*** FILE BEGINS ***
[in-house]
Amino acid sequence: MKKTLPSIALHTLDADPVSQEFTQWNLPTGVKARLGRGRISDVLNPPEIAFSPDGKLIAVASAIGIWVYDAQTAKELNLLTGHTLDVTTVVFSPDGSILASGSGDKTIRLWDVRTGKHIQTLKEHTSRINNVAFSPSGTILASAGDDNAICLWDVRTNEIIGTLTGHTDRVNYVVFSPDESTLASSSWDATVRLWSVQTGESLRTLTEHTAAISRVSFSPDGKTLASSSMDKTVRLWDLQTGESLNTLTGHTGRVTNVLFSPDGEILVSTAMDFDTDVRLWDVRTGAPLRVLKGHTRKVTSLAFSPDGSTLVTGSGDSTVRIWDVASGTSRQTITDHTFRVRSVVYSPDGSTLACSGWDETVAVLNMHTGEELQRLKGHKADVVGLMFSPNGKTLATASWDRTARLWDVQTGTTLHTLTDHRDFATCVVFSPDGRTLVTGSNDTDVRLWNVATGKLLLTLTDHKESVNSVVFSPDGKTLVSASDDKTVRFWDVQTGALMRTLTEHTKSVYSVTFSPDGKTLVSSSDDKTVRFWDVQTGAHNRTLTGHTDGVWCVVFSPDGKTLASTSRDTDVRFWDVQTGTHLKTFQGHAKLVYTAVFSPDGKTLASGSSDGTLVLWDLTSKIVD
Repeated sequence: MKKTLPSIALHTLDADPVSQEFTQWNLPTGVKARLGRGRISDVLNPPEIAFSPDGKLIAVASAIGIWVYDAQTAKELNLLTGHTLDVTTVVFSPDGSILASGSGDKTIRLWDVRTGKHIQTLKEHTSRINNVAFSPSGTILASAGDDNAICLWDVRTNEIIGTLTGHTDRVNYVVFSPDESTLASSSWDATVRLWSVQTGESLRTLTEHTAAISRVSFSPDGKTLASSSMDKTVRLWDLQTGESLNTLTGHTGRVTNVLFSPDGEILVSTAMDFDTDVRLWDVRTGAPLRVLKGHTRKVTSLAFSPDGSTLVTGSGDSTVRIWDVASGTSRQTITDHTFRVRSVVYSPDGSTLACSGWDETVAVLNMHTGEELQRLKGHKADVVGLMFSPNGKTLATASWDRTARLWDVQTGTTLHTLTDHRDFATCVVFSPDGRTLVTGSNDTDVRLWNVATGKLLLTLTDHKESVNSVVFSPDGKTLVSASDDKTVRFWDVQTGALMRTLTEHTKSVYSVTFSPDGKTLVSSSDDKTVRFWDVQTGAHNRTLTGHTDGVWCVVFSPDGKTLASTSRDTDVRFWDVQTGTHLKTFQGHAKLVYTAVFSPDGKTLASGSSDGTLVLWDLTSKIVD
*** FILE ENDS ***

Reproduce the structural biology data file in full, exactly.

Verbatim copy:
[in-house]
Amino acid sequence: MKKTLPSIALHTLDADPVSQEFTQWNLPTGVKARLGRGRISDVLNPPEIAFSPDGKLIAVASAIGIWVYDAQTAKELNLLTGHTLDVTTVVFSPDGSILASGSGDKTIRLWDVRTGKHIQTLKEHTSRINNVAFSPSGTILASAGDDNAICLWDVRTNEIIGTLTGHTDRVNYVVFSPDESTLASSSWDATVRLWSVQTGESLRTLTEHTAAISRVSFSPDGKTLASSSMDKTVRLWDLQTGESLNTLTGHTGRVTNVLFSPDGEILVSTAMDFDTDVRLWDVRTGAPLRVLKGHTRKVTSLAFSPDGSTLVTGSGDSTVRIWDVASGTSRQTITDHTFRVRSVVYSPDGSTLACSGWDETVAVLNMHTGEELQRLKGHKADVVGLMFSPNGKTLATASWDRTARLWDVQTGTTLHTLTDHRDFATCVVFSPDGRTLVTGSNDTDVRLWNVATGKLLLTLTDHKESVNSVVFSPDGKTLVSASDDKTVRFWDVQTGALMRTLTEHTKSVYSVTFSPDGKTLVSSSDDKTVRFWDVQTGAHNRTLTGHTDGVWCVVFSPDGKTLASTSRDTDVRFWDVQTGTHLKTFQGHAKLVYTAVFSPDGKTLASGSSDGTLVLWDLTSKIVD
Repeated sequence: MKKTLPSIALHTLDADPVSQEFTQWNLPTGVKARLGRGRISDVLNPPEIAFSPDGKLIAVASAIGIWVYDAQTAKELNLLTGHTLDVTTVVFSPDGSILASGSGDKTIRLWDVRTGKHIQTLKEHTSRINNVAFSPSGTILASAGDDNAICLWDVRTNEIIGTLTGHTDRVNYVVFSPDESTLASSSWDATVRLWSVQTGESLRTLTEHTAAISRVSFSPDGKTLASSSMDKTVRLWDLQTGESLNTLTGHTGRVTNVLFSPDGEILVSTAMDFDTDVRLWDVRTGAPLRVLKGHTRKVTSLAFSPDGSTLVTGSGDSTVRIWDVASGTSRQTITDHTFRVRSVVYSPDGSTLACSGWDETVAVLNMHTGEELQRLKGHKADVVGLMFSPNGKTLATASWDRTARLWDVQTGTTLHTLTDHRDFATCVVFSPDGRTLVTGSNDTDVRLWNVATGKLLLTLTDHKESVNSVVFSPDGKTLVSASDDKTVRFWDVQTGALMRTLTEHTKSVYSVTFSPDGKTLVSSSDDKTVRFWDVQTGAHNRTLTGHTDGVWCVVFSPDGKTLASTSRDTDVRFWDVQTGTHLKTFQGHAKLVYTAVFSPDGKTLASGSSDGTLVLWDLTSKIVD